Nearly one in three people will sleepwalk in their lives. Are you one of them? Sleepwalkers have peed in their closets, driven far distances, and have even sketched masterpieces in their sleep.
How about you? Would you even remember?
Sleepwalking is generally harmless, but that doesn’t mean it’s safe. Recently, a New Zealand woman drove 300 km (190 miles) in her sleep. Luckily, no one was harmed.
What the hell is sleepwalking? Why do we do it?
Sleepwalking is a disorder of arousal. It means that something fires in the brain during deep sleep, something that isn’t powerful enough to wake you up, but it’s enough to pul you into the limbo between sleeping and waking.
Horror movies are made of this kind of stuff. And so are comedies.
It’s funny to think that the brain continues to send physical commands to our body, even after it’s powered down. It’s scary to think that the only thing preventing us from acting on these commands is GABA.
GABA is an amino acid that works as a neurotransmitter to reduce the activity of neurons in your brain and nervous system. It does this by suppressing glutamate, another neurotransmitter that causes excitement.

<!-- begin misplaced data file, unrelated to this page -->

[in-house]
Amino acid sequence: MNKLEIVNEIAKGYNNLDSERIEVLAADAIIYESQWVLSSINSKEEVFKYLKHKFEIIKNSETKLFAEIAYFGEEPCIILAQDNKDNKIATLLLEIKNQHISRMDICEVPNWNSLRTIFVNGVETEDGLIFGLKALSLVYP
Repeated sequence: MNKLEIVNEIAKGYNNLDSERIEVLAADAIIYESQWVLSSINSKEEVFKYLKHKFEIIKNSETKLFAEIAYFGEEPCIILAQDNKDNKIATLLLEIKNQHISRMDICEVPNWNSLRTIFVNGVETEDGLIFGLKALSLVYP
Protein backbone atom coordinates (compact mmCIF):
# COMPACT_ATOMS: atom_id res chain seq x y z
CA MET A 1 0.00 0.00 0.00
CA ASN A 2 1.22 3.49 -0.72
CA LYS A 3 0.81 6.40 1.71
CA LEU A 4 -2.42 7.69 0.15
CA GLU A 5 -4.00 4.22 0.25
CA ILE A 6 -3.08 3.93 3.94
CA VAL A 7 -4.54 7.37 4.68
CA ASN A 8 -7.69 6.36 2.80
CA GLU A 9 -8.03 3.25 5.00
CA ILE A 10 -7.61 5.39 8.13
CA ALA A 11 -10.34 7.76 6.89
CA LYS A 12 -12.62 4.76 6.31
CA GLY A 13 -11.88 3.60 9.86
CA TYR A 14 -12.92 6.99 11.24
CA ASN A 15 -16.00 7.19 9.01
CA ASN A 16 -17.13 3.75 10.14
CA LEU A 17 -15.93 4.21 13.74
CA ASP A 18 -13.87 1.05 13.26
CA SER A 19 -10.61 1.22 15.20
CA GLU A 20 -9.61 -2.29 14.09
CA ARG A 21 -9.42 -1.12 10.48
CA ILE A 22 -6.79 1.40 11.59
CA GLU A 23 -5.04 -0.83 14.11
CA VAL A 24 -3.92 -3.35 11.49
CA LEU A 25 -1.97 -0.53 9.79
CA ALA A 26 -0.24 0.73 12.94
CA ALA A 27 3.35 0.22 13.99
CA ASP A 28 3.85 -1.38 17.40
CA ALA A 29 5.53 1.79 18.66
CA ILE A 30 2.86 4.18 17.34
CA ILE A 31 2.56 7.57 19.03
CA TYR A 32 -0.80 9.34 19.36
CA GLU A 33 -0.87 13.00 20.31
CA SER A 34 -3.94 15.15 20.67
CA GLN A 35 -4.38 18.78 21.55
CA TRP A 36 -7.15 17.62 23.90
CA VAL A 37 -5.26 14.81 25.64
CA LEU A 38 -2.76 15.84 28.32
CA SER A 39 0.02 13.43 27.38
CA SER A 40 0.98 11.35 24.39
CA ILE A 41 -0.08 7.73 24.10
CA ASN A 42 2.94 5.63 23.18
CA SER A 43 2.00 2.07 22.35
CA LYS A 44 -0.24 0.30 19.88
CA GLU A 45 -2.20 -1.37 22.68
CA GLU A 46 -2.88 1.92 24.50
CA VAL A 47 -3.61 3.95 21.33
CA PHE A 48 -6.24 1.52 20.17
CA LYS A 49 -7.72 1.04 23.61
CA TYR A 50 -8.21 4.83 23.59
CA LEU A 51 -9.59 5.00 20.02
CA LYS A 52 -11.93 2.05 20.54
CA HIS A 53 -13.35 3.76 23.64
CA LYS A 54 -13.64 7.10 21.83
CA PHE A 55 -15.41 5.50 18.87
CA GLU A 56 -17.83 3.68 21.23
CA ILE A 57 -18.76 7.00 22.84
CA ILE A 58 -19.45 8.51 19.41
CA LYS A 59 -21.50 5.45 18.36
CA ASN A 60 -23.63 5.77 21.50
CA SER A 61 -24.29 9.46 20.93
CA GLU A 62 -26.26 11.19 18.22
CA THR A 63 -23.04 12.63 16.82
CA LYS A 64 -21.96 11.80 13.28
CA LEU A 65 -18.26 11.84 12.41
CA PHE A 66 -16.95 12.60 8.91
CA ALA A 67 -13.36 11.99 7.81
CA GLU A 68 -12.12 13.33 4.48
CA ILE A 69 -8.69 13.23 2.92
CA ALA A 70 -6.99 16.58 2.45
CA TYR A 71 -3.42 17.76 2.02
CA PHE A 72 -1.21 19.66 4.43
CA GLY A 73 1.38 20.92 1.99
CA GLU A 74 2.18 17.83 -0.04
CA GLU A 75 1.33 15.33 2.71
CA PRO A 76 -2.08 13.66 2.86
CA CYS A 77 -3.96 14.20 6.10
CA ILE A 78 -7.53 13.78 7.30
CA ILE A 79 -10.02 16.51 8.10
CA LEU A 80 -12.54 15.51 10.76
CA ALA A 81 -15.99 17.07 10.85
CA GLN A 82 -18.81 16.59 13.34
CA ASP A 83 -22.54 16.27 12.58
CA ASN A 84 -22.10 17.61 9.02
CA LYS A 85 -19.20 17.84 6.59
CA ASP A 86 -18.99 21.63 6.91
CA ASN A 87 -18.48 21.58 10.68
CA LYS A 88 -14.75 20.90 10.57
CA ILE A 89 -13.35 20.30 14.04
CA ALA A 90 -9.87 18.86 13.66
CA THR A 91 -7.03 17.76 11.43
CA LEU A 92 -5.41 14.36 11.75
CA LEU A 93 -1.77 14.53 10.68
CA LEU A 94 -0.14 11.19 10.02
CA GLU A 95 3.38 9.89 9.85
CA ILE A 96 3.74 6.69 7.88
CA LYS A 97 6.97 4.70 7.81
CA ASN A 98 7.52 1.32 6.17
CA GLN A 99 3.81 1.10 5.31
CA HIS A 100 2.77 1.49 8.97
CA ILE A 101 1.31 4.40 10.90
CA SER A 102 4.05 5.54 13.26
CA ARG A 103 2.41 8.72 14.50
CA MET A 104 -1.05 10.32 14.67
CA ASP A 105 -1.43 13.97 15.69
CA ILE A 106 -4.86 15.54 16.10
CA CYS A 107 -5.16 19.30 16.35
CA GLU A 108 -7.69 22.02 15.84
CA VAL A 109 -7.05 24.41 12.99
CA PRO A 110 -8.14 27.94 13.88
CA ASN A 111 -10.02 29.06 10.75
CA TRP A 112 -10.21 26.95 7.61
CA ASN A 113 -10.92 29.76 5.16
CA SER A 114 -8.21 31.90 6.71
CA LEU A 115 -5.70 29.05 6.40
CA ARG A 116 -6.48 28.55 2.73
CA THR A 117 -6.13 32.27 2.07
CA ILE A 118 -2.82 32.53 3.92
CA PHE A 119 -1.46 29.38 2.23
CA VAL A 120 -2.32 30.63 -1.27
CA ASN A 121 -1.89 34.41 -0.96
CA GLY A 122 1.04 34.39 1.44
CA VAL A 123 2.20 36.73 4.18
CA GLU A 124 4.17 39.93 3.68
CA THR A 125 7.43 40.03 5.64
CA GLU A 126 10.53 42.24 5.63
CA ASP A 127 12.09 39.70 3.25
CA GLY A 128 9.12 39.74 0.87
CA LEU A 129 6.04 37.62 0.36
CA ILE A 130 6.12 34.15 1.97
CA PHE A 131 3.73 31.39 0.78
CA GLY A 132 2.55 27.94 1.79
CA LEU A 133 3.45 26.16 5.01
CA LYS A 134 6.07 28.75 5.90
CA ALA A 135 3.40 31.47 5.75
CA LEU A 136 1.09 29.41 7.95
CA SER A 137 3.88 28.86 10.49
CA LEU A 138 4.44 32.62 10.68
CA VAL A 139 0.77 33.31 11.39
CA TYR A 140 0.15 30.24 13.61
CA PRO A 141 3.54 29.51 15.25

So if, for some reason, you don’t produce enough GABA you might put couch pillows in your oven, or mistake your closet for a toilet.
You might wake up behind the wheel of your car, hundreds of kilometers from your bedroom.
Sleepwalking is more common in young children. The brain is developing, and hasn’t completely mastered wake and sleep cycles.
The body is developing, and an untimely release of growth hormones could just be enough to half wake you up. While most children eventually grow out of their sleepwalking phase, some are stuck with it for life, and often times they pass it on.
A Canadian study found that 60% of kids with parents who sleepwalk, become sleepwalkers themselves.
Of course, there are other explanations for sleepwalking. If you’re on certain medications, if you’ve been drinking that night, or if you’ve got a fever, that might explain it. Sleepwalking could also be an early sign of Parkinson’s or Alzheimer’s disease.
But this isn’t one of those “sleep with one eye open” kinds of stories. You may have heard that it’s dangerous to wake a sleepwalker. But that’s a myth. They might be a little confused or disoriented, so wake them up gently – and do it before they reach the key rack.
- Featured Image Source: Radek Lát / Flickr
- Why We Sleepwalk
- Sleepwalking Causes, Symptoms, and Treatment
- How Sleepwalking Works
- Sleepwalker cleared of murdering father
- More than 8.4 million Americans sleepwalk each year, study finds
- Woman Drives Asleep At Wheel For Hundreds Of Miles In New Zealand
- GABA (GAMMA-AMINOBUTYRIC ACID)
- Understanding GABA
- Glutamate (neurotransmitter)
- Is sleepwalking genetic? Study suggests it runs in the family